Thirdly, each income earner will need a vehicle in order to get to work. In this example we will assume one income earner and a car payment of just $200 a month.
So now we are already up to $1,500 a month. The money is running out fast.
Next, insurance bills will have to be paid. Health insurance premiums have gotten ridiculously expensive in recent years, and many family plans are now well over $1,000 a month. But for this example let’s assume a health insurance payment of just $450 a month and a car insurance payment of just $50 a month.
Of course your family will have to eat, and I don’t know anyone that can feed a family of four for just $500 a month, but let’s go with that number.
So now we have already spent the entire $2,500, and we don’t have a single penny left over for anything else.
But wait, we didn’t even account for taxes yet. When you deduct taxes, our fictional family of four is well into the red every month and will need plenty of government assistance.
This is life in America today, and it isn’t pretty.
In his most recent article, Charles Hugh Smith estimated that an income of at least $106,000 is required to maintain a middle class lifestyle in America today. That estimate may be a bit high, but not by too much.
Yes, there is a very limited sliver of the population that has been doing well in recent years, but most of the country continues to barely scrape by from month to month. Out in California, Silicon Valley has generated quite a few millionaires, but the state also has the highest poverty in the entire nation. For every Silicon Valley millionaire, there are thousands upon thousands of poor people living in towns such as Huron, California…
Nearly 40 percent of Huron residents — and almost half of all children — live below the poverty line, according to the U.S. Census Bureau. That’s more than double the statewide rate of 19 percent reported last month, which is the highest in the U.S. The national average is 12.3 percent.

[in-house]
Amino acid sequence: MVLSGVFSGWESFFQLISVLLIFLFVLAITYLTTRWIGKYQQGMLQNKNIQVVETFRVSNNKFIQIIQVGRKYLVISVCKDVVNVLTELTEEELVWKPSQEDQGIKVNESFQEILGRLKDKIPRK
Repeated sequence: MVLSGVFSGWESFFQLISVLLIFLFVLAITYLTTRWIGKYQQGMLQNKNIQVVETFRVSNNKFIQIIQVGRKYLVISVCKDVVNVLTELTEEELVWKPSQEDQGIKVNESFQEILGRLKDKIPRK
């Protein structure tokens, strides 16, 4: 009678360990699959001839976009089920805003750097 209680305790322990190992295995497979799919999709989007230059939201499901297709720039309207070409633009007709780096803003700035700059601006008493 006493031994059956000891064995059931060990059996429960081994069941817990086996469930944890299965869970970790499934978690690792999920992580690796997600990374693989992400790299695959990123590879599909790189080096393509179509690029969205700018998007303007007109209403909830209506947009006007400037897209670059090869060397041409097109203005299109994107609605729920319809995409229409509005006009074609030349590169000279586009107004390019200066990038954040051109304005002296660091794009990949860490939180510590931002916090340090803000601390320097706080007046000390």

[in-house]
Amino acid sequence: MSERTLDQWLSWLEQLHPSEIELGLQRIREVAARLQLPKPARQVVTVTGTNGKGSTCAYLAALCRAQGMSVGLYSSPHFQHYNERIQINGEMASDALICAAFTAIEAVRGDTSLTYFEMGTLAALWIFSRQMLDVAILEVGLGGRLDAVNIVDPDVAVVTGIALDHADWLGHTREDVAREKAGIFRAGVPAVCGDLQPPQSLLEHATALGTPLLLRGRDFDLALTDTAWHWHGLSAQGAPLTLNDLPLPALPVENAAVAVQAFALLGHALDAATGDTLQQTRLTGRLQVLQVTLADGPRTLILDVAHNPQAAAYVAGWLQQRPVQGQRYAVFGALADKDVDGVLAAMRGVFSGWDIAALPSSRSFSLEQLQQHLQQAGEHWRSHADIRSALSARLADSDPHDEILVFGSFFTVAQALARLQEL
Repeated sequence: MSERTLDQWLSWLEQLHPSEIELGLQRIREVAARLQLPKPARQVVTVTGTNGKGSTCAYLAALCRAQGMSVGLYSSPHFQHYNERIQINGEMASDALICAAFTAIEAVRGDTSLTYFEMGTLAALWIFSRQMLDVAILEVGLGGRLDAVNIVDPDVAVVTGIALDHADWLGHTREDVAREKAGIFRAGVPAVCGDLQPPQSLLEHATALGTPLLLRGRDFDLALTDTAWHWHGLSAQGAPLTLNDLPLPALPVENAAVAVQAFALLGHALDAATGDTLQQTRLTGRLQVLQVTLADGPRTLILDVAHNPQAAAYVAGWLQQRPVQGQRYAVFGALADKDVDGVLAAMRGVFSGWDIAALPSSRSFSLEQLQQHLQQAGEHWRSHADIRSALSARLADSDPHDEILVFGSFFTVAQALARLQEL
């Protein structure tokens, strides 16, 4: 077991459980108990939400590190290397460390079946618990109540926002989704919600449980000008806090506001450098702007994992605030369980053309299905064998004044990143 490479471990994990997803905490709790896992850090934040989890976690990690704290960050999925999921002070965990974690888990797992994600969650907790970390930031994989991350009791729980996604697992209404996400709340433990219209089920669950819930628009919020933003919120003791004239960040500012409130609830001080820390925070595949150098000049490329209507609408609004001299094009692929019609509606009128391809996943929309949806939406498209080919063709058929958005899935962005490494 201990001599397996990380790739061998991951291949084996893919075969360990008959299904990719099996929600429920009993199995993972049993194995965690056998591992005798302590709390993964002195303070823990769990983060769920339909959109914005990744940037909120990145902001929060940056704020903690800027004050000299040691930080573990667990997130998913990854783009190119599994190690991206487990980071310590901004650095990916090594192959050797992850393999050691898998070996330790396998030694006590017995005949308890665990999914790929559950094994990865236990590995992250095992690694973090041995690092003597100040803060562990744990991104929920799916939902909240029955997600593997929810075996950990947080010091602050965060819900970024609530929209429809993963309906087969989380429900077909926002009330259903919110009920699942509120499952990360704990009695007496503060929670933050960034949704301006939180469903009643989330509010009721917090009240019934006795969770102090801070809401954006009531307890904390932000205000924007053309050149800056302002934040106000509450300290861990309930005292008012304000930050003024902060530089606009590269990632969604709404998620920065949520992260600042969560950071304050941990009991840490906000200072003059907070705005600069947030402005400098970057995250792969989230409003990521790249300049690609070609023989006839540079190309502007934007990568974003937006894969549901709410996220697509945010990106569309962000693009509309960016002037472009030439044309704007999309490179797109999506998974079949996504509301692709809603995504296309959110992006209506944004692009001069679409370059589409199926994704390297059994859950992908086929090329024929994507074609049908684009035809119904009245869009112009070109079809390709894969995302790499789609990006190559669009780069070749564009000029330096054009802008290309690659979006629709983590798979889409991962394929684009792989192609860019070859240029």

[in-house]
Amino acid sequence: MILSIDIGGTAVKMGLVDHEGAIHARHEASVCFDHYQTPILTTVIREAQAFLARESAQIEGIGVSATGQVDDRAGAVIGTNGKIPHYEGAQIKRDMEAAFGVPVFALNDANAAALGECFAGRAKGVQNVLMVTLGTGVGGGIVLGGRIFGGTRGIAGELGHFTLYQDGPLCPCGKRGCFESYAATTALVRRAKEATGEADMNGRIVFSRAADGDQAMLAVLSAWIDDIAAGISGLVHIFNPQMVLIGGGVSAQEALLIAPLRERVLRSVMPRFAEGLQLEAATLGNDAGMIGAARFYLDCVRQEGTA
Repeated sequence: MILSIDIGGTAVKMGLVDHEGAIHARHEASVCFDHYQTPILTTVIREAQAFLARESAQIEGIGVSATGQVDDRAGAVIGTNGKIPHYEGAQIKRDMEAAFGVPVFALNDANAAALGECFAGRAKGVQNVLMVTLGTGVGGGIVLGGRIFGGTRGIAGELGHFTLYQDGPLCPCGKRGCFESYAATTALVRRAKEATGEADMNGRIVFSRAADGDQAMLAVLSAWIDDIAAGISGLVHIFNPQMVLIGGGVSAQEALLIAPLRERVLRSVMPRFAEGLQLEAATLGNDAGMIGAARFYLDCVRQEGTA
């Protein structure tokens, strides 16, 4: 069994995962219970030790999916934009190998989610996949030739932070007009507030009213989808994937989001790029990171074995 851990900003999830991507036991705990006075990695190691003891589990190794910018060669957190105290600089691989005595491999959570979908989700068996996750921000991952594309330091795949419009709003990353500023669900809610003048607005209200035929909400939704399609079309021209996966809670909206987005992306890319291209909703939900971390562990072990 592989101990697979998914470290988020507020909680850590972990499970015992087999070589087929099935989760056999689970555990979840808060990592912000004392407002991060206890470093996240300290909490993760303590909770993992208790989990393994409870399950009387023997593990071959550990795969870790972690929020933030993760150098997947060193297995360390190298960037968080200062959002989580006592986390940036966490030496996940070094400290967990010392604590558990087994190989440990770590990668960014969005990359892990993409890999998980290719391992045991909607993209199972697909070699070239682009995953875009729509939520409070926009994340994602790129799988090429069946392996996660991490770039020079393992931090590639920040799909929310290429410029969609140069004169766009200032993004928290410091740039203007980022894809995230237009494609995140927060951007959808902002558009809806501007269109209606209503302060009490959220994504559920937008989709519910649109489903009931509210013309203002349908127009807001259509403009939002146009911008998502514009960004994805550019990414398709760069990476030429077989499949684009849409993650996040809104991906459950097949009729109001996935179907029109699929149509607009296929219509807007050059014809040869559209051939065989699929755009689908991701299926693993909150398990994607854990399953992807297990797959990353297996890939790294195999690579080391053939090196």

“We’re in the Appalachians of the West,” Mayor Rey Leon said. “I don’t think enough urgency is being taken to resolve a problem that has existed for way too long.”
Multiple families and boarders pack rundown homes, only about a quarter of residents have high school diplomas and most lack adequate health care in an area plagued with diabetes and high asthma rates in one the nation’s most polluted air basins.
One recent study found that the gap between the wealthy and the poor is the largest that it has been since the 1920s, and America’s once thriving middle class is evaporating right in front of our eyes.
We could have made much different choices as a society, but we didn’t, and now we are going to have a great price to pay for our foolishness…
Originally published at theeconomiccollapseblog.com
About the author: Michael Snyder is a nationally syndicated writer, media personality and political activist. He is publisher of The Most Important News and the author of four books including The Beginning Of The End and Living A Life That Really Matters.